When thinking about countries with large oil reserves, what comes to mind for most people is places like Saudi Arabia, the US, Canada, Russia and Iran. All put out impressive amounts of oil annually, and often make the list of the world’s top oil-producing countries.
However, the largest-known oil reserves actually belong to Venezuela, which holds 298 billion barrels of oil. And lately, neighboring Guyana has stolen the spotlight. The South American country gained exposure in May when ExxonMobil (NYSE:XOM) announced the discovery of more than 90 meters of high-quality, oil-bearing sandstone reservoirs about 120 miles off its coastline.
The Liza-1 well was drilled to 5,433 meters in 1,742 meters of water, and is the first well on the Stabroek block, which is 26,800 square kilometers in size. The well, which according to Bloomberg may start producing by the end of the decade, could potentially hold 700 million barrels of oil equivalent — that would make it worth $40 billion at today’s international crude price.
The discovery could be significant for Guyana, which currently doesn’t produce any oil and could use the economic boost. It would also give Exxon a much-needed revival after years of declining production and slowing reserves growth — the company’s Q2 earnings reflect that trend, and came to just $4.2 billion compared with $8.8 billion in Q2 2014.
However, both Guyana and Exxon have some obstacles to get past before they can reap those benefits.
Guyana oil reserves and the Venezuela border dispute
In the 19th century, Venezuela claimed about 40 percent of Guyana’s territory, known as the Essequibo region. The border dispute has lingered peacefully for the last 200 years, but Exxon’s oil discovery has now brought the issue to the forefront.
In June, BBC News reported that Venezuelan President Nicolas Maduro had demanded that Guyana stop oil exploration in the disputed offshore territory. While the smaller nation has allowed Venezuela to strong-arm it in the past, newly elected Guyanese President David Granger accused Venezuela of wishing to “to trample on the rights of a smaller country in order to obstruct the sovereign right of Guyana to develop its natural resources.” He insisted that Guyana will continue to develop its natural resources.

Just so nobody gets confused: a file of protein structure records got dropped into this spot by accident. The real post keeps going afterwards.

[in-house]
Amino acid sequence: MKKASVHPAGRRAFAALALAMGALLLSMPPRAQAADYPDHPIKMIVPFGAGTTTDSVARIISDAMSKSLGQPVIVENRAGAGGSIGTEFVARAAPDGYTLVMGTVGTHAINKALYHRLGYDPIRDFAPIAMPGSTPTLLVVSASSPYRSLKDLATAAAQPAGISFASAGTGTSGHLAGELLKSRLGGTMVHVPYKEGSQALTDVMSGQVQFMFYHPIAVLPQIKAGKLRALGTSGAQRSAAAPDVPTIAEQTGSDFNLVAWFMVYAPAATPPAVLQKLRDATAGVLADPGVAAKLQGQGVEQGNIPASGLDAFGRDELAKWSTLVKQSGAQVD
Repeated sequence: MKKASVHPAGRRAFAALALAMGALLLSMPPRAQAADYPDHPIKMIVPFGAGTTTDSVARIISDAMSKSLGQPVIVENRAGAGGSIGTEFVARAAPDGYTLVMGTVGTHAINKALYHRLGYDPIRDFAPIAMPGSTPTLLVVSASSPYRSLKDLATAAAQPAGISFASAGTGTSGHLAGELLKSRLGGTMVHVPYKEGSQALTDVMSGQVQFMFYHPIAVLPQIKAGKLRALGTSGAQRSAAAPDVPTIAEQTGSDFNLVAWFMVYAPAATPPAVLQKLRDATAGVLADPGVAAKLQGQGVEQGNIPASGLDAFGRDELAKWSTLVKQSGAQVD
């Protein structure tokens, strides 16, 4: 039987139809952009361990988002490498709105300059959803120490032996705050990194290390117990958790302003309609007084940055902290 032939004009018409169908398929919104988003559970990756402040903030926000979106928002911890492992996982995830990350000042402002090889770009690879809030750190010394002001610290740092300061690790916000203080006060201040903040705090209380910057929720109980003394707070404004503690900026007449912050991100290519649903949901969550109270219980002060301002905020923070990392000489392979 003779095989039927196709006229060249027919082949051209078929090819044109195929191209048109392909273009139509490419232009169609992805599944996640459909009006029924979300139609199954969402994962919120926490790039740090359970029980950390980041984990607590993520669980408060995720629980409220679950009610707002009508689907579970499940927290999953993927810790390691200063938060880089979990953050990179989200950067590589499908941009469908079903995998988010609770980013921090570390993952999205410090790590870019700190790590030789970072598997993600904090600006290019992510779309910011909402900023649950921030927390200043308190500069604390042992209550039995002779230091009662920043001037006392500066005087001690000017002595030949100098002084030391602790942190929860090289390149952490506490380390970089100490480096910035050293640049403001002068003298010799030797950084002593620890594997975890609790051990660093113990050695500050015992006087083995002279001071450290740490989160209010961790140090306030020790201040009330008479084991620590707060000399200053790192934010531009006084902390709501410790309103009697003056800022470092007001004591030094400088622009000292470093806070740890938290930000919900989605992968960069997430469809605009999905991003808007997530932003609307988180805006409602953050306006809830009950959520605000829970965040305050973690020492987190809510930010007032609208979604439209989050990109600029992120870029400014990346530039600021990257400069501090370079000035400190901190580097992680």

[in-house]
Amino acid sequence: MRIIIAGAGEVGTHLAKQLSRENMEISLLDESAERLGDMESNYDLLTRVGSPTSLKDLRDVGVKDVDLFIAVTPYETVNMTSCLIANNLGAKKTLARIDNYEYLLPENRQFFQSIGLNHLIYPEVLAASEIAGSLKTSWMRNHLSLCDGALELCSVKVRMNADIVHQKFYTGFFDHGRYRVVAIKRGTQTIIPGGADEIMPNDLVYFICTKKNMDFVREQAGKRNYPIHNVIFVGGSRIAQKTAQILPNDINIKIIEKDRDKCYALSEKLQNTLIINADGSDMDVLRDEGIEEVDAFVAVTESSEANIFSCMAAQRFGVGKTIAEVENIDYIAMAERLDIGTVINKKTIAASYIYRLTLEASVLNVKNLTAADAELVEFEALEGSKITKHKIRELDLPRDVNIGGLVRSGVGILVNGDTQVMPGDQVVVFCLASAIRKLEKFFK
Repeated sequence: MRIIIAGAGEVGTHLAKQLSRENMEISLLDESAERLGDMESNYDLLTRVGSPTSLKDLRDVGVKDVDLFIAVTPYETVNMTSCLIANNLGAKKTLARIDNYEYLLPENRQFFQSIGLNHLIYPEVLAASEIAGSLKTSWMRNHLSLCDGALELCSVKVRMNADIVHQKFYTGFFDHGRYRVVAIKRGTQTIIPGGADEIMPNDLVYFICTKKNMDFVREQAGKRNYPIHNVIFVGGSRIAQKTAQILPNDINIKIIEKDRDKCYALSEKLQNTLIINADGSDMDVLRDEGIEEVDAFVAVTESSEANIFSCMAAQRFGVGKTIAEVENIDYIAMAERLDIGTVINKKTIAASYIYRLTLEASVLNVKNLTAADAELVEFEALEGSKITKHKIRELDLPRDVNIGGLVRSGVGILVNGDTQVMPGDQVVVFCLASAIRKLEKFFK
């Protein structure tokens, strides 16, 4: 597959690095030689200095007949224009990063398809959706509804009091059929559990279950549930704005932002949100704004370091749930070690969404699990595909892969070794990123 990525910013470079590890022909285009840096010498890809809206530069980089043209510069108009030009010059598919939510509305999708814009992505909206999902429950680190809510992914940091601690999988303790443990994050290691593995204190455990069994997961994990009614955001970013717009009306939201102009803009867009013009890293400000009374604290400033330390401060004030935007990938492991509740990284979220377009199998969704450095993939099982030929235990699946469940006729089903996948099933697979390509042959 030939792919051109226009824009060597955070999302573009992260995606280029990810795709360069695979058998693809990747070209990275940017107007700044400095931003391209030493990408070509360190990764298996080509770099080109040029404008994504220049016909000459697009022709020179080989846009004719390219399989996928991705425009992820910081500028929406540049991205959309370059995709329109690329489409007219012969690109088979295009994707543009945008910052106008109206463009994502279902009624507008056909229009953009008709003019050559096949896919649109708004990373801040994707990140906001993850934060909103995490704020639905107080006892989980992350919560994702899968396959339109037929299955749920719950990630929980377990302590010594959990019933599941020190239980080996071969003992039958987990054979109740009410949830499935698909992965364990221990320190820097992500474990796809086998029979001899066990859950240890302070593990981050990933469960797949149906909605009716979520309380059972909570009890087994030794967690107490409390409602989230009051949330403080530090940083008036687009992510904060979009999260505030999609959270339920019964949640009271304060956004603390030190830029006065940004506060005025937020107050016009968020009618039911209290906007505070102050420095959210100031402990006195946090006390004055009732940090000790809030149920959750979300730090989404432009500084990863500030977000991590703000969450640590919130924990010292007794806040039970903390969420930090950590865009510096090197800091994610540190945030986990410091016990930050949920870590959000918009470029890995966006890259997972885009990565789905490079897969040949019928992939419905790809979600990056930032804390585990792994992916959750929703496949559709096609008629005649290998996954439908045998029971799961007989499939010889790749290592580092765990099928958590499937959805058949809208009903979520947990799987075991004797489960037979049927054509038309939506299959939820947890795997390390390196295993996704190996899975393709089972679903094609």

Venezuela and Exxon have their own set of issues, and those have likely added to the fight for the rights to offshore Guyana oil reserves. Specifically, late Venezuelan President Hugo Chávez decided to nationalize Exxon’s Cerro Negro project in 2007, which led to the company being awarded $1.6 billion after a lengthy court case. The World Bank’s international arbitration court ruled that the Venezuelan government didn’t fairly compensate the oil company in October 2014, as per The Wall Street Journal.
The Guyanese president has now turned to intervention from the International Court of Justice to help settle the dispute, and gave a speech at the UN General Assembly at the end of September to state his case against Venezuela, which he said “has pursued a path of intimidation and aggression.”
Most recently, The Jamaica Observer reported that UN officials met with the Guyana government to investigate the border dispute further. The six-person team will go on to gather information to advise Secretary-General Ban Ki-moon on the next steps in the matter.
Oil companies exploring Guyana
Exxon is one of four companies licensed by the Guyana Geology and Mines Commission to undertake exploratory work in Guyana. The others are Century Guyana, CGX Energy (TSXV:OYL) and Repsol (BME:REP), according to the US Geological Survey’s (USGS) 2012 Minerals Yearbook. Other companies interested in Guyana’s petroleum sector included CGX’s ON Energy and Groundstar Resources of Canada (TSXV:GSA) and Sadhna Petroleum of Trinidad and Tobago.
CGX currently hold three licenses in the Guyana-Suriname Basin, an area that the USGS has identified as having the second-highest resource potential of the unexplored oil basins around the world, with an estimated 13.6 billion barrels of oil.
Spanish-owned Repsol holds mining rights in an area of Guyana known as the Kanuku exploration block, located 160 kilometers from the estuary of the Berbice River, off the coast of Guyana. The company’s mining rights cover a net surface area of 4,568 square kilometers. In late June, Repsol applied for an extension on its exploration license to allow it to continue gathering seismic data, according to The Guyana Times. The six-month extension would give the company until May 2016 to either commit to drilling or relinquish its exploratory activity.
In 2014, CGX and Repsol announced a settlement relating to a joint operating agreement in an area formerly called the Georgetown block, located off the shore of Guyana.
Securities Disclosure: I, Kristen Moran, hold no direct investment interest in any company mentioned in this article.